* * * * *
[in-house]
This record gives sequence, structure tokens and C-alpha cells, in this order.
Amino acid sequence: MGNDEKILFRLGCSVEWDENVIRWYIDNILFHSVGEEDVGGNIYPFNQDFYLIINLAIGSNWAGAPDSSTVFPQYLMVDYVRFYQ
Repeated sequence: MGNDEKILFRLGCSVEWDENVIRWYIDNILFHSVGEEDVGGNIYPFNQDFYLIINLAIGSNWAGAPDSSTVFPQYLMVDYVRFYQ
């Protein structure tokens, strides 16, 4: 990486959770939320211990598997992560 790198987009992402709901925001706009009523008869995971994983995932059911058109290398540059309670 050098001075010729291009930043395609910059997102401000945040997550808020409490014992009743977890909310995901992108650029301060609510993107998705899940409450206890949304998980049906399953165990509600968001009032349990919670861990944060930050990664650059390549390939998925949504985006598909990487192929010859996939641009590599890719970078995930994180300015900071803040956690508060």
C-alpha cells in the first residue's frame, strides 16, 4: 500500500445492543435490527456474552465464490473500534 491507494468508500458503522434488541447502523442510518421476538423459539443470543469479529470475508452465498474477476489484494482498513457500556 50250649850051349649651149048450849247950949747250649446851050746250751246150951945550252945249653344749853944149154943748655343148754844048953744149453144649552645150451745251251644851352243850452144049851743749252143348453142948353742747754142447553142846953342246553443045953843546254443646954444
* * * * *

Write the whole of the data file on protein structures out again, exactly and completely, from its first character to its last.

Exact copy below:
[in-house]
This record gives sequence, structure tokens and C-alpha cells, in this order.
Amino acid sequence: MGNDEKILFRLGCSVEWDENVIRWYIDNILFHSVGEEDVGGNIYPFNQDFYLIINLAIGSNWAGAPDSSTVFPQYLMVDYVRFYQ
Repeated sequence: MGNDEKILFRLGCSVEWDENVIRWYIDNILFHSVGEEDVGGNIYPFNQDFYLIINLAIGSNWAGAPDSSTVFPQYLMVDYVRFYQ
């Protein structure tokens, strides 16, 4: 990486959770939320211990598997992560 790198987009992402709901925001706009009523008869995971994983995932059911058109290398540059309670 050098001075010729291009930043395609910059997102401000945040997550808020409490014992009743977890909310995901992108650029301060609510993107998705899940409450206890949304998980049906399953165990509600968001009032349990919670861990944060930050990664650059390549390939998925949504985006598909990487192929010859996939641009590599890719970078995930994180300015900071803040956690508060």
C-alpha cells in the first residue's frame, strides 16, 4: 500500500445492543435490527456474552465464490473500534 491507494468508500458503522434488541447502523442510518421476538423459539443470543469479529470475508452465498474477476489484494482498513457500556 50250649850051349649651149048450849247950949747250649446851050746250751246150951945550252945249653344749853944149154943748655343148754844048953744149453144649552645150451745251251644851352243850452144049851743749252143348453142948353742747754142447553142846953342246553443045953843546254443646954444